As many of you know, I’m currently a Microsoft Office Apps and Services MVP.  My “Specialty” is and has been Microsoft Outlook.  As such, I spend many an hour looking through various help forums, most notably Microsoft’s Answers Forum, looking for problems to solve.  I’m a “Fixer” by nature and helping someone beat Outlook back into shape when it misbehaves is just plain FUN.

Outlook and Gmail

For a number of years now, Gmail has been unhappy with Outlook claiming it to be a “Less Secure App”.  What that means is prior to the latest versions, Outlook 2016, Outlook 2019, and Outlook 365, the desktop app did not support Oauth 2.0.  Rather than disable all Gmail access to the Outlook client, Google invented the “Less Secure Apps” switch on a user’s security page.  Turning this switch on allowed older versions of Outlook to continue working.  They continued to press the point, however, in that anytime a user went into their profile for ANY reason, this switch was automatically toggled back off, forcing the user to go enable it again.

The Other Shoe Drops!

Google has announced that this toggle switch is going away on May 31st, suggesting everyone MUST upgrade to “Secure” versions of their email applications.  Well, no, that’s not true, what’s needed is to enable 2-Step Authentication, then generate an Application Specific Password to use with older Outlook clients…simple, right?  Well, no again!  Both of the articles I just referenced are part of Google's help documentation; if you look at the first article, it has nothing to say about App Passwords, and the second article says nothing about the fact that you MUST enable and setup 2-Step Auth BEFORE it will even show you the App Password generation page.  For a good many folks, that translates to “You can’t get there from here”.  As you can imagine, the help forums are suddenly full of “HELP, Gmail’s killing my Outlook!!!!” posts.

A Classic Example

That headline is linked to a thread I’m currently assisting with and contains the source for the title, how NOT to set up Two Factor Auth (2FA).  My interest is the last post where the author says

Google requires one to start all over again to initiate a 2FAthen always refuses the secondary backup phone number requested requiring one to select an alternate method of secondary verification which is a series of 10, one-time use numbers, then it finally allows you to turn "ON"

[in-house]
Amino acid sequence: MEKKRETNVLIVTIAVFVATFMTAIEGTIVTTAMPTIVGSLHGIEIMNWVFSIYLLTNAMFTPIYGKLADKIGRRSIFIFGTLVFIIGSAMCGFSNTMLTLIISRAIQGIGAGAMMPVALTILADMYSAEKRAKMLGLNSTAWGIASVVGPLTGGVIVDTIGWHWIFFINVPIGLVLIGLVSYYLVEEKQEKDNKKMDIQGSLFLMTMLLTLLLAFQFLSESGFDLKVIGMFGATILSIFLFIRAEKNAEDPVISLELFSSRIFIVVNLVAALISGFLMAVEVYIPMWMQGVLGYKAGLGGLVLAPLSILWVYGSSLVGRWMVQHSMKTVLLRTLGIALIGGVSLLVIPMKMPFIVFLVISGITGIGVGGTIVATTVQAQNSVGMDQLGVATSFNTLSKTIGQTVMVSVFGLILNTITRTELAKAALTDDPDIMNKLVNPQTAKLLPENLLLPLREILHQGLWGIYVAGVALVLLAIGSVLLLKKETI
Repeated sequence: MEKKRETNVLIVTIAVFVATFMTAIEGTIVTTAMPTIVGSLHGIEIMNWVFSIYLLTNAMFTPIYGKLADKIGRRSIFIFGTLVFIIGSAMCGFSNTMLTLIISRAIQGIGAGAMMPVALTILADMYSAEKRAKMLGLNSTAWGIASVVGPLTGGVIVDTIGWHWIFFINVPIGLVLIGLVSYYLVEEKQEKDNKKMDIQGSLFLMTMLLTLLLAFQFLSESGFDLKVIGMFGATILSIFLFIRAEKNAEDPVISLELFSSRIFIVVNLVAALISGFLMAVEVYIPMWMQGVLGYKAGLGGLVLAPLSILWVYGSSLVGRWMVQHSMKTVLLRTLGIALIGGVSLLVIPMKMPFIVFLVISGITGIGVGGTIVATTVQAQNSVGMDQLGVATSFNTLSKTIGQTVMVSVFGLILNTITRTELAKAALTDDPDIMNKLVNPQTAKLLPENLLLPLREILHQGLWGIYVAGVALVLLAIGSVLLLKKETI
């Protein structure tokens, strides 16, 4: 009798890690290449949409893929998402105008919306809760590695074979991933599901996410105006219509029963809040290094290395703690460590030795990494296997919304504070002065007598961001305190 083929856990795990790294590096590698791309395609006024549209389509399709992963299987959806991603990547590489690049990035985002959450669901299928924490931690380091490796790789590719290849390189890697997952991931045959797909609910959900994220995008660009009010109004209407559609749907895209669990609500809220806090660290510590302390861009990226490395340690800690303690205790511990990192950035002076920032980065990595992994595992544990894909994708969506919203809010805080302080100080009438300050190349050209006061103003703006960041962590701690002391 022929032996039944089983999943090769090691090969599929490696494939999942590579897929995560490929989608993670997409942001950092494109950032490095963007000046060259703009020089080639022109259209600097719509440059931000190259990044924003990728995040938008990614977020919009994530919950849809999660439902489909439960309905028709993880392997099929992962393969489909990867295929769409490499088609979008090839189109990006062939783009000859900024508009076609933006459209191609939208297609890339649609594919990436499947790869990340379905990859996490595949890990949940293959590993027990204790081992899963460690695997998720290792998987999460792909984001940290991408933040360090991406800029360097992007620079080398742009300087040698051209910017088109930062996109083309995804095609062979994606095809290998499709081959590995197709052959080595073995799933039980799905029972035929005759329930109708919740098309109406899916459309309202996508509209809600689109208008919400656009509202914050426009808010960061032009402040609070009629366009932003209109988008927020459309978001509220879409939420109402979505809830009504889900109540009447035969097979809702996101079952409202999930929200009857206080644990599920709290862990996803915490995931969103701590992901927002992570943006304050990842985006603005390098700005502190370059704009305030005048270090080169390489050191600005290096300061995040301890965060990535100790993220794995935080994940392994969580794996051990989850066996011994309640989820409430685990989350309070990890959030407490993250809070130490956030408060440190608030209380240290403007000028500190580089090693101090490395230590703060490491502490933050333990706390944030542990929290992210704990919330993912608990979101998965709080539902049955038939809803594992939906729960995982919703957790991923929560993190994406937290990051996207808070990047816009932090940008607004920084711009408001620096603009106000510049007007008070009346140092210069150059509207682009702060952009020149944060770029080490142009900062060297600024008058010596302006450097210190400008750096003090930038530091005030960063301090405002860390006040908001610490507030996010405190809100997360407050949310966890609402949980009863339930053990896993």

BIG RED FLAGS HERE!!!!  "Refuses the secondary backup number requested"???  Please explain, that number is your primary second factor and is HUGELY important!  I have three of them set up on my Gmail account, two different cellphones, and a landline.  I’ve asked for more information in hopes that I've misunderstood what I've read; if not, this needs to be fixed!  Next, is the part about the list of 10 one-time code numbers. Well, that’s all well and good but, to me, it sounds like you’re betting the whole farm on that one list of numbers.  I don’t know about you but, unless I paste such a list to my forehead, it’s gonna get lost, period!

There’s Safety in Numbers!

Like most services offering two-factor authentication, Google provides users with a number of second factors to use and does not limit one to just a few of them.  In the phone department, beyond the fact that my cellphone is an Android and the first thing Google will do is light up the phone as a second factor, I also have it set to text two different cellphones and voice call a landline.  Next is they allow Authenticator apps.  Google offers its own, I personally prefer the Microsoft Authenticator.  Google works just swimmingly with it, as does Facebook, Yahoo, Twitter,, and Office 365.  These are, by far, not the only two such apps, there are at least several for any type of platform you’re using.  There isn’t one for Windows Mobile, but that’s another story.  Whatever you do, make sure you have several different second factors defined with whatever service you’ve set up for 2-Step Auth.  Don’t believe me?  Just head on off the Microsoft Answers forum and have a look for posts about “I lost my phone used for authentication and I’m locked out, PLEASE HELP!!!”  You’ll find enough of them to make your head hurt!!